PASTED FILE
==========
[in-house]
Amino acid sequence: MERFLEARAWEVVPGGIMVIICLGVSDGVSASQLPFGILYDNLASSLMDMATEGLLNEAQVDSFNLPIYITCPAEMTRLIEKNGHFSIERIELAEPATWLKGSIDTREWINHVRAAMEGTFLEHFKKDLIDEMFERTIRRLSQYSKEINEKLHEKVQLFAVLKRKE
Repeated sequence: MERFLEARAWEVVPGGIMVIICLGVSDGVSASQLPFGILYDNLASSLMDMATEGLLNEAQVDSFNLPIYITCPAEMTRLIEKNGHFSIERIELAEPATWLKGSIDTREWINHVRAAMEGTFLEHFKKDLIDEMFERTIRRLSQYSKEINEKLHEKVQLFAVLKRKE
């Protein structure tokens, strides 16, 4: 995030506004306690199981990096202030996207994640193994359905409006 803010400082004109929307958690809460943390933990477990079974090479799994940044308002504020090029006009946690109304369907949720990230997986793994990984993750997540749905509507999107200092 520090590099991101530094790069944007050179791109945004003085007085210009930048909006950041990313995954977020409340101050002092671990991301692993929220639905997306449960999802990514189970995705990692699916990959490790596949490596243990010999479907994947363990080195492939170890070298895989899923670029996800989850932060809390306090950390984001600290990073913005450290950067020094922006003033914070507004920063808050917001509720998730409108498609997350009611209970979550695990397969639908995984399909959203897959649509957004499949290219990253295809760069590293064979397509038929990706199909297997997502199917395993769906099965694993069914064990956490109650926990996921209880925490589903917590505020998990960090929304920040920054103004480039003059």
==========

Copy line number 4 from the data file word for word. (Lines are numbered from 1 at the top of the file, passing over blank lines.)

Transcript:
């Protein structure tokens, strides 16, 4: 995030506004306690199981990096202030996207994640193994359905409006 803010400082004109929307958690809460943390933990477990079974090479799994940044308002504020090029006009946690109304369907949720990230997986793994990984993750997540749905509507999107200092 520090590099991101530094790069944007050179791109945004003085007085210009930048909006950041990313995954977020409340101050002092671990991301692993929220639905997306449960999802990514189970995705990692699916990959490790596949490596243990010999479907994947363990080195492939170890070298895989899923670029996800989850932060809390306090950390984001600290990073913005450290950067020094922006003033914070507004920063808050917001509720998730409108498609997350009611209970979550695990397969639908995984399909959203897959649509957004499949290219990253295809760069590293064979397509038929990706199909297997997502199917395993769906099965694993069914064990956490109650926990996921209880925490589903917590505020998990960090929304920040920054103004480039003059």